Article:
Kids and kids-at-heart can soar over the mountains by zipline for a high-flying adventure. Adventuresome families can also book a whitewater rafting trip, climb a via Ferrata course, or saddle up for a horseback ride. With so many activities, events, and gorgeous scenery, Creede promises memories to last a lifetime.

Planning Your Creede Adventure

While Creede offers year-round excitement, late spring to early fall provides the most pleasant weather for outdoor adventures. Summertime ushers in the warmest temperatures and long days primed for hiking, biking, camping, and sightseeing. Be sure to book accommodations and theater tickets early, as rooms fill up fast during the peak visitor season.

Fall rewards travelers with fewer crowds, stunning foliage of golden aspens, and seasonal festivals. The weather is generally mild, though nights grow cold. Be prepared with layers and bring traction devices if hiking early when trails can still be icy. Late fall may bring light snow at higher elevations.

Tire chains and emergency supplies should be used for winter trips when driving the mountain passes to Creede, as heavy snow is common. The town receives over 300 inches of snow per year, making it nirvana for skiers and snowboarders. Be sure to book ski rentals/lessons and snowmobile tours well in advance.

No matter when you visit, Creede provides gorgeous scenery straight out of the Old West. With historic charm, cultural events, boundless wilderness, and family adventures, Creede beckons as your next Colorado mountain getaway.


What is there to do in Creede besides outdoor activities?

In addition to endless trails and scenic drives perfect for hiking and biking, Creede offers historic mine tours, museums, shopping at local artisan boutiques, horseback riding, and cultural events like plays at the renowned Creede Repertory Theatre.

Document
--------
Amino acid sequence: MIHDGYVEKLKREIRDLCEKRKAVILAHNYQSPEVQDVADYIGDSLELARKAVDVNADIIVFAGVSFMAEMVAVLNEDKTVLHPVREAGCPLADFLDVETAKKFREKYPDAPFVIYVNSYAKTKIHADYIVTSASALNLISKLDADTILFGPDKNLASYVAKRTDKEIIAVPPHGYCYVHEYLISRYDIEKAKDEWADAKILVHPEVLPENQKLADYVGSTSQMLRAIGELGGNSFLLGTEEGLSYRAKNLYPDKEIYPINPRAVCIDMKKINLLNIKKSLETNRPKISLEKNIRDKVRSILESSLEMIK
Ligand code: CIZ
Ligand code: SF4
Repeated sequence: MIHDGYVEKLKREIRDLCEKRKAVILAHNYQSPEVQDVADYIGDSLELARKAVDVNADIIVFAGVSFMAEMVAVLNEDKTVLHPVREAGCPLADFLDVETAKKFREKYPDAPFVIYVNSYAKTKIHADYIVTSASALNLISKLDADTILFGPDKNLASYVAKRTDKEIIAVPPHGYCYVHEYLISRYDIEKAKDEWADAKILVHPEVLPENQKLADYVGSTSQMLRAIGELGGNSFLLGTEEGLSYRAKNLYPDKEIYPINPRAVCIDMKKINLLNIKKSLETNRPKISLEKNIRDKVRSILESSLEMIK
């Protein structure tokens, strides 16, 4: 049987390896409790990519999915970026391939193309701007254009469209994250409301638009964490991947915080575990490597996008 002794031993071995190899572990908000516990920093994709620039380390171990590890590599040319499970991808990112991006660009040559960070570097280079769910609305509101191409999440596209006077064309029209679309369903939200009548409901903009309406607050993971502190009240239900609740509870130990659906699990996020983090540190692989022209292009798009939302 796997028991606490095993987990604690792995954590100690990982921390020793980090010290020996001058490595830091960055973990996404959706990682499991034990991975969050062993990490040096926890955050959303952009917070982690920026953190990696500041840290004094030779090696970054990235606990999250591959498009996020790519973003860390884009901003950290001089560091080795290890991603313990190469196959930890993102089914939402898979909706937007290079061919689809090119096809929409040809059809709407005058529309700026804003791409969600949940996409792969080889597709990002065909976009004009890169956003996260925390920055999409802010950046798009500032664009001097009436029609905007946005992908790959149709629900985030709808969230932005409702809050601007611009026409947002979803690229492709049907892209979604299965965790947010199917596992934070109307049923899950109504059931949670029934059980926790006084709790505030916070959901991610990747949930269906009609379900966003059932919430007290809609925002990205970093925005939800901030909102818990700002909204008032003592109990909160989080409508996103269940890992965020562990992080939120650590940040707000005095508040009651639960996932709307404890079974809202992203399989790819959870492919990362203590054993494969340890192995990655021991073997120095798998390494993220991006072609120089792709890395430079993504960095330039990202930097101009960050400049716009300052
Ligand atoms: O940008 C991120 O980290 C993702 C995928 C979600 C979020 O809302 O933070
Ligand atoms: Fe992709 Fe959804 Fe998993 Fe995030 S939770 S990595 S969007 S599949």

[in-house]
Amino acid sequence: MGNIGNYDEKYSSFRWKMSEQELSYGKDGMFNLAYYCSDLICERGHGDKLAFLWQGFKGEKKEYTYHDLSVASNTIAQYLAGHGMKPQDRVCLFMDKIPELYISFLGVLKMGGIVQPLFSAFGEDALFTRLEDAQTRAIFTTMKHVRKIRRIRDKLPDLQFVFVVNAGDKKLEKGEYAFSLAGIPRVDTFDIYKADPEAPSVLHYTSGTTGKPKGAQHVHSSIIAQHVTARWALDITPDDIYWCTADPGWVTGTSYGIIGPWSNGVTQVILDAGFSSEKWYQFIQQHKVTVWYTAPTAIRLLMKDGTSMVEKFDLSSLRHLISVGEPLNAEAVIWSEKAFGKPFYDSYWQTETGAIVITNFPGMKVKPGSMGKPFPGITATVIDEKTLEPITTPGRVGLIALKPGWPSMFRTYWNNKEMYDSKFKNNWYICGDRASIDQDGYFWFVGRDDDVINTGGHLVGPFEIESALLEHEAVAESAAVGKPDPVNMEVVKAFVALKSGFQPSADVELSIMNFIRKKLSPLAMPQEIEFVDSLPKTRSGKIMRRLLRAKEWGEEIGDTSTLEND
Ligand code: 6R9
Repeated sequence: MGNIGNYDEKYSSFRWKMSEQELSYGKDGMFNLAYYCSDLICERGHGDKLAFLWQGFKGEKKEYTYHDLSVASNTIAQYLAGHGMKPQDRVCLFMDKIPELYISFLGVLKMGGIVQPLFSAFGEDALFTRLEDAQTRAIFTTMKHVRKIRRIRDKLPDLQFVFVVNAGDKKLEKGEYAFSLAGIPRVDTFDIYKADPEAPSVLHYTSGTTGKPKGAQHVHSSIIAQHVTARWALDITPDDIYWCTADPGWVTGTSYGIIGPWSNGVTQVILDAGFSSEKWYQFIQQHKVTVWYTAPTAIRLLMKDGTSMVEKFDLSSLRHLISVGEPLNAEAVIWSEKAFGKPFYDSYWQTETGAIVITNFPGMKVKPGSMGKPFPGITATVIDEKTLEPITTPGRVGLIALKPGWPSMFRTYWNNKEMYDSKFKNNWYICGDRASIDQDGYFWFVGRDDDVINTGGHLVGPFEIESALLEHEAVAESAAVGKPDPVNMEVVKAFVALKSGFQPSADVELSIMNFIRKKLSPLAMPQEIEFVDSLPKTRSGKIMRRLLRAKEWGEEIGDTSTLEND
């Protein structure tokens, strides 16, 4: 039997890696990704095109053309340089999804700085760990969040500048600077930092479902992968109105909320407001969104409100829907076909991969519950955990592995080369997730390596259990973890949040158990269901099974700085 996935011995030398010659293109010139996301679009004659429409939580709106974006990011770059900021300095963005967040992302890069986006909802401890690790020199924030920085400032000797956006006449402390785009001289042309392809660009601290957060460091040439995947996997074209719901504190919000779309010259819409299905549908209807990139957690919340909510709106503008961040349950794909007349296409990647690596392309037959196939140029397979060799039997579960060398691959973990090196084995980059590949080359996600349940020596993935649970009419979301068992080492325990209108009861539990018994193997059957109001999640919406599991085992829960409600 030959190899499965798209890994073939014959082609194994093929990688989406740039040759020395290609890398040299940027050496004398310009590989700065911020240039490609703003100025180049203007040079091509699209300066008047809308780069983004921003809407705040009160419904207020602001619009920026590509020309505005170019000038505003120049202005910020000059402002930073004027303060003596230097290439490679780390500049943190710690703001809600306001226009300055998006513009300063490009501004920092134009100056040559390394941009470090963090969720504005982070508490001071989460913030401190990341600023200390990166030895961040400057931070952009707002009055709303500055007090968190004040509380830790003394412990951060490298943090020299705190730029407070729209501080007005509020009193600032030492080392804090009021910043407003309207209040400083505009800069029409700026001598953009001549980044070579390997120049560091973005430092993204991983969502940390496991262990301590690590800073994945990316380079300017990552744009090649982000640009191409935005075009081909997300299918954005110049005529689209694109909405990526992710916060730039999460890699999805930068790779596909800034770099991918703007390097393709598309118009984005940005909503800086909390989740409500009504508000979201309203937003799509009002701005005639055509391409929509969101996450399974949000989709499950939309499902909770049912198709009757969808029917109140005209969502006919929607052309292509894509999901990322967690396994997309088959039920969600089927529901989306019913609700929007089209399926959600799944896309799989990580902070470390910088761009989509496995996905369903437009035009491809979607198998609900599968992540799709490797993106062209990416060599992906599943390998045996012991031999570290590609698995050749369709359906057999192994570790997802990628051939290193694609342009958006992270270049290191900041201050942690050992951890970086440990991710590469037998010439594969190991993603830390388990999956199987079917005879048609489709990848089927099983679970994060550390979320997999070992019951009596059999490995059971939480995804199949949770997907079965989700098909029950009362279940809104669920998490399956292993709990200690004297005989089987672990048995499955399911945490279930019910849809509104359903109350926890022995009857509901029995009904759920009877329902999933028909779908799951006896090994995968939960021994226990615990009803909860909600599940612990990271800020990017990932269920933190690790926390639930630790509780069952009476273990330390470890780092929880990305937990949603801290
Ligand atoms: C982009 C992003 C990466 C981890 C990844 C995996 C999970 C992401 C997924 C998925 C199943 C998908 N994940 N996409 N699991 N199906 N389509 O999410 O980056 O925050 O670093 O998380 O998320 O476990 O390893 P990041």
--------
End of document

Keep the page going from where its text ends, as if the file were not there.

Does Creede get crowded in summer?

Summertime is considered the peak tourist season, bringing more visitors for the nice weather, outdoor recreation, and events like the Creede Mountain Theatre Project. Still, Creede does not get nearly as crowded as better-known mountain towns. Lodging does book up more, so reserve early.

Is Creede a good winter vacation spot?

Definitely! Creede transforms into a snow-covered playground each winter, perfect for downhill and cross-country skiing, snowshoeing, snowmobiling, and more. The town gets over 300 inches of snow per year and has stunning scenery. Visit in winter for fewer crowds and lower room rates.

What is the best way to get to Creede?

Creede is remote, located high in the San Juan Mountains between South Fork and Lake City. The most convenient airport is Gunnison-Crested Butte Regional (GUC), 85 miles away. You can rent a car or use a shuttle service to access Creede. The drive from Denver International Airport takes about 5 hours.

Is there cell phone reception and internet access in Creede?

Cell phone coverage can be spotty in the mountains around Creede, especially in remote cabins. In town, most accommodations offer WIFI access for internet browsing, emails, etc. For connectivity on the trails, download maps offline before your trip.


About the author

James Ranson

I’m an editor, traveler, and fan of the great outdoors. I’ve been to all 48 continental US states, and my drives through Colorado’s rugged peaks and snowy forests (not to mention whiskey tastings in Denver!) still stand out in my memories. I’m excited to use my ten years of editing experience to develop engaging and informative guides and articles that enhance the outdoor experiences of both Colorado residents and visitors. Whether a piece is about exploring the best ski resorts, uncovering scenic trails for hiking, or finding the most inspiring drives through the Colorado Rockies, my aim is to provide comprehensive and accessible content that encourages adventure and exploration.